A reader asks:
I have been trying to get a script that can log into mailboxes automatically. The reason is that I have 500 mailboxes and when I attempt to query their statistics I get an error that the mailbox has never been logged into and therefore can't generate any stats.
Let's take a quick look at the issue itself. When a new mailbox is created and you attempt to use Get-MailboxStatistics to query the mailbox, you will receive a warning similar to this.
WARNING: The user hasn't logged on to mailbox ‘exchangeserverpro.net/Company/Branch Office/Users/Blake Johnson'
(‘0971ff8e-d6d1-4bd6-98b9-384b35103a2d'), so there is no data to return. After the user logs on, this longer appear.
In itself this is not a problem, but it might produce undesirable results for some mailbox reporting tasks, or at the very least make them a little more difficult.
The idea of creating a script that automatically logs on to new mailboxes is one approach to solving the problem. However it is probably more difficult than another solution which is also available.
That other solution is to simply send the mailbox an email. Once you do that the Get-MailboxStatistics cmdlet will return a result for the mailbox like this:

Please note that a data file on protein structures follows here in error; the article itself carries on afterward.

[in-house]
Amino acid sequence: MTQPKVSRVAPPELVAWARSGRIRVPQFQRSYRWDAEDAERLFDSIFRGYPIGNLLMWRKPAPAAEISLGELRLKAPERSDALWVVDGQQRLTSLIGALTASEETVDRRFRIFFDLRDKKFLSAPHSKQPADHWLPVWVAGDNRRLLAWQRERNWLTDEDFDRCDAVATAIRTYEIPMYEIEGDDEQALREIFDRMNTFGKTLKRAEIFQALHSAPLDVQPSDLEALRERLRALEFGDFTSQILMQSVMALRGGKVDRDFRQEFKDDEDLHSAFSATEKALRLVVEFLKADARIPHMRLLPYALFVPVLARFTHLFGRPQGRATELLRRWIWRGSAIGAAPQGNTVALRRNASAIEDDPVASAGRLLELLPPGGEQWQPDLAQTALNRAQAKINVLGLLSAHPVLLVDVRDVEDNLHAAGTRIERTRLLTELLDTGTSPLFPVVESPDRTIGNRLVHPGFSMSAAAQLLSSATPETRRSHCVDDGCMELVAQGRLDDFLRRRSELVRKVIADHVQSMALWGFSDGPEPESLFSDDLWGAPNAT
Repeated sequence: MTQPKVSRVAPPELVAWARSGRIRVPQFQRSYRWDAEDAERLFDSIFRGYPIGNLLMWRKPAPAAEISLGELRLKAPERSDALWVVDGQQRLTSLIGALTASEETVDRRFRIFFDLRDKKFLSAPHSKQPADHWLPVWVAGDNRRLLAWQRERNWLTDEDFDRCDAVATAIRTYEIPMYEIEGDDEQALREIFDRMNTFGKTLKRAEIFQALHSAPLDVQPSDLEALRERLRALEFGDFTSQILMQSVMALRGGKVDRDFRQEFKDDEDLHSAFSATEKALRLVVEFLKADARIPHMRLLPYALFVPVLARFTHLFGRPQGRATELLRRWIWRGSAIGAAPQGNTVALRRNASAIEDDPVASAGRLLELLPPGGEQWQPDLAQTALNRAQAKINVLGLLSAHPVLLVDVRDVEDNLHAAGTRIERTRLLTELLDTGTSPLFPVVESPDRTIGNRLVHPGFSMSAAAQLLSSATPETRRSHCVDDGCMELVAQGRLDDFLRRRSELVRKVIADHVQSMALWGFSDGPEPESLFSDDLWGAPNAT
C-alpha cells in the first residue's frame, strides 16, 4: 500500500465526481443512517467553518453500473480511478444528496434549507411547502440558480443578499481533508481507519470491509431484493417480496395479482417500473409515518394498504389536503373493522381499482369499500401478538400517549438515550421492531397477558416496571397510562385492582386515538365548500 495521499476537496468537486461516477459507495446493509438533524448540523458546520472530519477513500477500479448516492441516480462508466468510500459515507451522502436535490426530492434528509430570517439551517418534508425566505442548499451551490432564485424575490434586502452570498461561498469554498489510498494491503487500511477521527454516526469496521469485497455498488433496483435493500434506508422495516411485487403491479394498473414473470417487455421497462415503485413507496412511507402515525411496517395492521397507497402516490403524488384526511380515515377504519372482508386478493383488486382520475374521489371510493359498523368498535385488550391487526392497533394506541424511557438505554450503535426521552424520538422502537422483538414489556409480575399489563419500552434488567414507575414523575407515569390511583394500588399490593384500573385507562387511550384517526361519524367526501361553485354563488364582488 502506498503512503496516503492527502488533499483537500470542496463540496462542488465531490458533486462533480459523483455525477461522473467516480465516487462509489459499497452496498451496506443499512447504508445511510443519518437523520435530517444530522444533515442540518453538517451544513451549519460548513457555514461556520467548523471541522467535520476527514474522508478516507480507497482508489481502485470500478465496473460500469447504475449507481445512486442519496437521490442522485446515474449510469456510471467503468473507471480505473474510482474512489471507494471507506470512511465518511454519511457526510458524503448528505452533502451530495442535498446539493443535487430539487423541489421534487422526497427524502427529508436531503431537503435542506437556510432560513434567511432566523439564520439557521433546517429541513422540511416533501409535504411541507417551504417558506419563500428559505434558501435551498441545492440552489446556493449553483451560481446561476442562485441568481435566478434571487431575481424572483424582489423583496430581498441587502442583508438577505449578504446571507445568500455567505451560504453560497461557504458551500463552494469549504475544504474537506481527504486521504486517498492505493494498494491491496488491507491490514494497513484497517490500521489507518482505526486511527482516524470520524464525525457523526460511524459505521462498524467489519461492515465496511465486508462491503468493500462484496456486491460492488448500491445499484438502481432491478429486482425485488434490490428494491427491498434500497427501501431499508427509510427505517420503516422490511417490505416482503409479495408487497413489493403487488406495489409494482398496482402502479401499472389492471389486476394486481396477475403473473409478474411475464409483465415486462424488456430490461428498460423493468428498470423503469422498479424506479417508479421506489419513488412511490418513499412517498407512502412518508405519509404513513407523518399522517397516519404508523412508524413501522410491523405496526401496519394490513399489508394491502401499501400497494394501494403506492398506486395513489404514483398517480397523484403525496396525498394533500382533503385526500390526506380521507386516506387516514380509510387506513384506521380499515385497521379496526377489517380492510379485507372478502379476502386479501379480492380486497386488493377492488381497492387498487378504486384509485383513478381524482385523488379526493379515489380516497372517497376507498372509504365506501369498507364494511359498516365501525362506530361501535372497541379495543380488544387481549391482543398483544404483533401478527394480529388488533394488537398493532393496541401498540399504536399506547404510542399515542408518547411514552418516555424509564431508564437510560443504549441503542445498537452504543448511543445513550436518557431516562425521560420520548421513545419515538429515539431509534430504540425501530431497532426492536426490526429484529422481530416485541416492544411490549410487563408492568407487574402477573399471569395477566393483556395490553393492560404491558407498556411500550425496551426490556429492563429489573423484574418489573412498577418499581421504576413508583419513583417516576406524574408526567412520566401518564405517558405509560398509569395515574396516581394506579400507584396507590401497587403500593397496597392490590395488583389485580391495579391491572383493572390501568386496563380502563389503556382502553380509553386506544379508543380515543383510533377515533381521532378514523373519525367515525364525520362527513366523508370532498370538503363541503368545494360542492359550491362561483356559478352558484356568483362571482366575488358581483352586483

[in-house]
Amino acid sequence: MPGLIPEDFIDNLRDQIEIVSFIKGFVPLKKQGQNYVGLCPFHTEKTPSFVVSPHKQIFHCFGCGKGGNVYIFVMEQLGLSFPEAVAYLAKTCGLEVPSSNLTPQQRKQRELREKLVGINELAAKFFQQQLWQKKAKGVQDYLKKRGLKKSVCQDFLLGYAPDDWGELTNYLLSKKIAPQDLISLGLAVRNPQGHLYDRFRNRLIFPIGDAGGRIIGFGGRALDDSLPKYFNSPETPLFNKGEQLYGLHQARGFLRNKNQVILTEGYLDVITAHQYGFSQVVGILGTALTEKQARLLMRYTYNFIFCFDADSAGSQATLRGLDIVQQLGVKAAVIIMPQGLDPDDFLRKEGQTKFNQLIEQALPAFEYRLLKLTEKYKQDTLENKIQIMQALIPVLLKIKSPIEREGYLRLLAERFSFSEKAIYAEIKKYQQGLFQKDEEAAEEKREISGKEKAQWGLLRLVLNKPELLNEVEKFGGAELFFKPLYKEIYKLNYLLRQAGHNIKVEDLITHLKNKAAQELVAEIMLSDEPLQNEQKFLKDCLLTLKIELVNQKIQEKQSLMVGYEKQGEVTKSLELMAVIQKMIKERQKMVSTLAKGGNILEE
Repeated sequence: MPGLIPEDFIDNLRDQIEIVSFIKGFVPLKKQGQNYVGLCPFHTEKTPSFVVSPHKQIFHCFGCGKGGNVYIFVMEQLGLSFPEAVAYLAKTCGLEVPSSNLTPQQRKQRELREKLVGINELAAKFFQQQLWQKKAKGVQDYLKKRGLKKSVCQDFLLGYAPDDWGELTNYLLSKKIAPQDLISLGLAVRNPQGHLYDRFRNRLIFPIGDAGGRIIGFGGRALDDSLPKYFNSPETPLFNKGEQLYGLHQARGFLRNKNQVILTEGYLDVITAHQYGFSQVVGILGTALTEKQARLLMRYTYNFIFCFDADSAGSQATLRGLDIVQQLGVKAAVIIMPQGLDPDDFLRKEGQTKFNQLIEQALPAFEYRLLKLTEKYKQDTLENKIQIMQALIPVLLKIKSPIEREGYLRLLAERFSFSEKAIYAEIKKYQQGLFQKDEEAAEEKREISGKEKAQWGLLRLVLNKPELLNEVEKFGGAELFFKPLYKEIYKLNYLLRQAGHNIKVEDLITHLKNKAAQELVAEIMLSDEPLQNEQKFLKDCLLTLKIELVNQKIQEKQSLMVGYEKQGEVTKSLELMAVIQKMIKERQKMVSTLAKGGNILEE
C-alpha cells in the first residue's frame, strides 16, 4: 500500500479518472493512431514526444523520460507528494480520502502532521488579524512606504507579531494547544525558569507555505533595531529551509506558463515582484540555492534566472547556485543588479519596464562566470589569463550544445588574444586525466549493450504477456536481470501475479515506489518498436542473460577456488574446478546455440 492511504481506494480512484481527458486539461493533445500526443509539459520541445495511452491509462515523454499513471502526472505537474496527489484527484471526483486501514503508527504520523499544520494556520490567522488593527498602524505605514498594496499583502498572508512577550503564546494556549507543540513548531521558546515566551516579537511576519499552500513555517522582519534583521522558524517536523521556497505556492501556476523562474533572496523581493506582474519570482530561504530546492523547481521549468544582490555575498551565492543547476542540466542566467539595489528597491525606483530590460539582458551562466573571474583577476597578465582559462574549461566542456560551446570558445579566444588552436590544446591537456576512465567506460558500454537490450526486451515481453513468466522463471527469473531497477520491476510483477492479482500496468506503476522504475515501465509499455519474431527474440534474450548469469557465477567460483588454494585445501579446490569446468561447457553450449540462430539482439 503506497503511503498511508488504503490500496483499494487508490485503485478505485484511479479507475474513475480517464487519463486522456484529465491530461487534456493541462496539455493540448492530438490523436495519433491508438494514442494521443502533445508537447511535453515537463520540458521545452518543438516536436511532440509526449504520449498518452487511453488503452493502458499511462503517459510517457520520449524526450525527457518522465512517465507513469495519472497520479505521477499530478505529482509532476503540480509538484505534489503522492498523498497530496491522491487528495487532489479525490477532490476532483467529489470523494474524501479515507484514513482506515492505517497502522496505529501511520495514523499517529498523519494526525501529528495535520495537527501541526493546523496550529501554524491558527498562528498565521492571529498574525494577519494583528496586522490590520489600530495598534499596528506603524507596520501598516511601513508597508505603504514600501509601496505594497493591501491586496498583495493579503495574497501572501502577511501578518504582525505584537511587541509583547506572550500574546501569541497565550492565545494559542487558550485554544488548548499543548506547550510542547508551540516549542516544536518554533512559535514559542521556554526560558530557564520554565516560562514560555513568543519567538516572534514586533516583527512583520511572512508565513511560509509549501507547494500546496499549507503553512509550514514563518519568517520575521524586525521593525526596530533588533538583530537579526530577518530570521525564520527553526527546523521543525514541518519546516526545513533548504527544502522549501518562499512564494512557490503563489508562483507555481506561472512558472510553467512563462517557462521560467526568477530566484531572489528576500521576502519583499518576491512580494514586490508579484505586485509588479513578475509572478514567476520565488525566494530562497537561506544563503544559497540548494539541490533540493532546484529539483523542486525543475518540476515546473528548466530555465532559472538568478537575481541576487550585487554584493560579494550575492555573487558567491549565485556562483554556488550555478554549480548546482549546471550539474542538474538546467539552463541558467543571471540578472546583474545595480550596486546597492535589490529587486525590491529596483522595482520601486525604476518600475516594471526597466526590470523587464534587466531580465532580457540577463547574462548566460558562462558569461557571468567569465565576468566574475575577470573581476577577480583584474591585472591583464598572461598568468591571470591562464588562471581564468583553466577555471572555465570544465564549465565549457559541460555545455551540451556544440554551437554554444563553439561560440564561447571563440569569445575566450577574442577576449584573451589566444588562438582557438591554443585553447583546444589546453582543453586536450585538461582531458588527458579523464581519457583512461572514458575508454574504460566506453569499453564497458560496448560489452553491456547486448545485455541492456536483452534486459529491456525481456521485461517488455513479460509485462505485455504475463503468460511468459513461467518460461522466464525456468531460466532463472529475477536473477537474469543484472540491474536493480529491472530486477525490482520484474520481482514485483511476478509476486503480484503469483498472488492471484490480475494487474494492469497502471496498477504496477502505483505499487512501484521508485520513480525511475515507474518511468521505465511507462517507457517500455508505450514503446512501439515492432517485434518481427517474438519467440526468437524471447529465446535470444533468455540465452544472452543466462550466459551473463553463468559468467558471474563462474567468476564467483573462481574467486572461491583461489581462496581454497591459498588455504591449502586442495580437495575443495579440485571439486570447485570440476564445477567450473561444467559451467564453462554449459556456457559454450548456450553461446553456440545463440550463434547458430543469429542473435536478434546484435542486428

[PS] C:\>get-mailbox blake.johnson | Get-MailboxStatistics | ft -auto
DisplayName ItemCount StorageLimitStatus LastLogonTime
----------- --------- ------------------ -------------
Blake Johnson 1 BelowLimit
But is it practical to send 500 mailboxes an email? If it is a test lab you could simply add them all to one distribution group, and send that group an email. It would take just a few moments.
If it is a production system and new mailboxes are created regularly, you can automate the task. MVP Pat Richard has written a PowerShell script that can be run as a scheduled task to automatically send a welcome email to new mailboxes. You can customize the welcome message to provide useful information to new users on the network. It really is a great idea if you ask me, plus it solves this issue with mailbox reporting. Check out Pat's script here.